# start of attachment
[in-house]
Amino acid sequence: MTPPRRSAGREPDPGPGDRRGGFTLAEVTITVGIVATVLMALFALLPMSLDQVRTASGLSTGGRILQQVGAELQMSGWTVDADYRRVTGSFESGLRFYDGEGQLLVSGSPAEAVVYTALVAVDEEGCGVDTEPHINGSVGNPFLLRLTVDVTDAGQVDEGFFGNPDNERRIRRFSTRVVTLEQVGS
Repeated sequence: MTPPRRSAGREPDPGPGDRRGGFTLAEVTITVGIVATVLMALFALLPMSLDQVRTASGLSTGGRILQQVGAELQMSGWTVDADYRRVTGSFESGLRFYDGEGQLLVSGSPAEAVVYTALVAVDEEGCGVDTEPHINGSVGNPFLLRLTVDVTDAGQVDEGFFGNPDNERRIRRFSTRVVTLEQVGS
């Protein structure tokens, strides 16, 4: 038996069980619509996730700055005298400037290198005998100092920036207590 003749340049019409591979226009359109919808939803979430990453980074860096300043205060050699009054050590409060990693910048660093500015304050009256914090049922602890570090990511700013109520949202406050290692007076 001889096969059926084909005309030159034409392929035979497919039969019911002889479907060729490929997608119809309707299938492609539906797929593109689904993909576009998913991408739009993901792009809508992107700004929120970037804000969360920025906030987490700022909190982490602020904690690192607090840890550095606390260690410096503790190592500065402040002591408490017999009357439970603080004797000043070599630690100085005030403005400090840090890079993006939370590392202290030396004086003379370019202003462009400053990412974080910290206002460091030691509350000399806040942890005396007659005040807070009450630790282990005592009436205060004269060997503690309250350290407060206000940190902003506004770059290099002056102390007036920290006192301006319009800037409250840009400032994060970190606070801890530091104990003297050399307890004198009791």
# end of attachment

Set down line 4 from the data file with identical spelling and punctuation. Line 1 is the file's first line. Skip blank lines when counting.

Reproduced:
């Protein structure tokens, strides 16, 4: 038996069980619509996730700055005298400037290198005998100092920036207590 003749340049019409591979226009359109919808939803979430990453980074860096300043205060050699009054050590409060990693910048660093500015304050009256914090049922602890570090990511700013109520949202406050290692007076 001889096969059926084909005309030159034409392929035979497919039969019911002889479907060729490929997608119809309707299938492609539906797929593109689904993909576009998913991408739009993901792009809508992107700004929120970037804000969360920025906030987490700022909190982490602020904690690192607090840890550095606390260690410096503790190592500065402040002591408490017999009357439970603080004797000043070599630690100085005030403005400090840090890079993006939370590392202290030396004086003379370019202003462009400053990412974080910290206002460091030691509350000399806040942890005396007659005040807070009450630790282990005592009436205060004269060997503690309250350290407060206000940190902003506004770059290099002056102390007036920290006192301006319009800037409250840009400032994060970190606070801890530091104990003297050399307890004198009791």